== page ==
Seventeen-year-old violinist and pianist Jovey Osagie loves Franz Liszt. The Hungarian composer tops out at number one on his list of musical inspirations. Osagie aspires to not only perform, but also compose, in the same manner as a man who would be nearly 150 years his senior today.
“I love him so much because he’s so real,” says Osagie. “When you listen to his music it makes you think about life in a different way.”
Osagie is a junior at Lawton Chiles High School. He participates in his school’s orchestra as well as locally with the Bach Parley String Academy and the Tallahassee Youth Orchestras. With the TYO, Osagie will be performing for their concert with guest artist Howard Levy on Feb. 24.
Classical music is as tangible as a vivid tapestry for Osagie — its notes captivate his imagination. After trying out the bass and organ, Osagie picked up the violin in fifth grade and has pursued the instrument in tandem with the piano ever since. Though he’s only been playing for six years, Osagie knew immediately that music would be his path.
“Every year there’s something new to learn,” says Osagie, who enjoys the community that surrounds playing piano and violin in Tallahassee.
He’s grateful for mentors Dr. Valerie Arsenault of the Tallahassee Bach Parley and Chris Miller at the TYO and Chiles High School. Osagie says that they teach more than “tonality, phrasing and dynamics” by encouraging him to become a better overall musician. His biggest challenge is overcoming the feeling of playing catch-up to peers who have been playing the instruments longer.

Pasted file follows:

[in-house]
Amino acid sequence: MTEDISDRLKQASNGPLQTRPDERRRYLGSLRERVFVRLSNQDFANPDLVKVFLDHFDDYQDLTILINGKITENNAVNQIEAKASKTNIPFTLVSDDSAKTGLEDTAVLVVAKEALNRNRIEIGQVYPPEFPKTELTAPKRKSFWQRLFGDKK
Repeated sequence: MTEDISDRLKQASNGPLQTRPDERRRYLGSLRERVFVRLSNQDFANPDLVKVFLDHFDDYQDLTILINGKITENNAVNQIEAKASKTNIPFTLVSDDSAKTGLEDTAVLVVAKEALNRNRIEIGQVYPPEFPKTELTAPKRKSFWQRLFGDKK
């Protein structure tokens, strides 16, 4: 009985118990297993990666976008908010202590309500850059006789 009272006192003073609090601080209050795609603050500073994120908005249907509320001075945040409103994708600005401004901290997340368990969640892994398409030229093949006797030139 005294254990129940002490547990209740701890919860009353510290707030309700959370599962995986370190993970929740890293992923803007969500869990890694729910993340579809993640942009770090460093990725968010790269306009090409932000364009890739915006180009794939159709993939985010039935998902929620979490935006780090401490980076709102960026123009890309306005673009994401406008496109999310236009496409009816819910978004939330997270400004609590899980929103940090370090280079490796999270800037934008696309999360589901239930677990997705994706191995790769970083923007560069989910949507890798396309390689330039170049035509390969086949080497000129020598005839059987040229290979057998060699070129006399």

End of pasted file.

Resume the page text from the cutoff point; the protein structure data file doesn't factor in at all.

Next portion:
Osagie constantly pushes himself to learn quickly with sights set on his dream colleges on the horizon. He practices for a few hours each day, but more than focusing on just the notes on the page, Osagie enjoys diving into the history behind the music he plays.
“If the information is out there I will find it,” laughs Osagie. “Learning more about these composers and people who wrote these pieces of music inspires me to want to do more.”
In addition to Liszt, Osagie admires the compositions of Maurice Ravel. He appreciates Ravel’s beautiful melodies and harmonies and finds similar joy in Liszt’s overtures as well.
When listening to Liszt’s “Years of Pilgrimage,” Osagie embarks on a journey all his own. He feels the uprising, tragedy and heroism implicit in each note. For Ravel, it’s more like swimming through a carefully composed emotion heightened with anticipation. Osagie likens the experience to wandering through a subliminal field.
“Liszt is known to be a grandfather to all kinds of classical music,” explains Osage. “His music has so much energy and story behind it. When played well, it can inspire people.”
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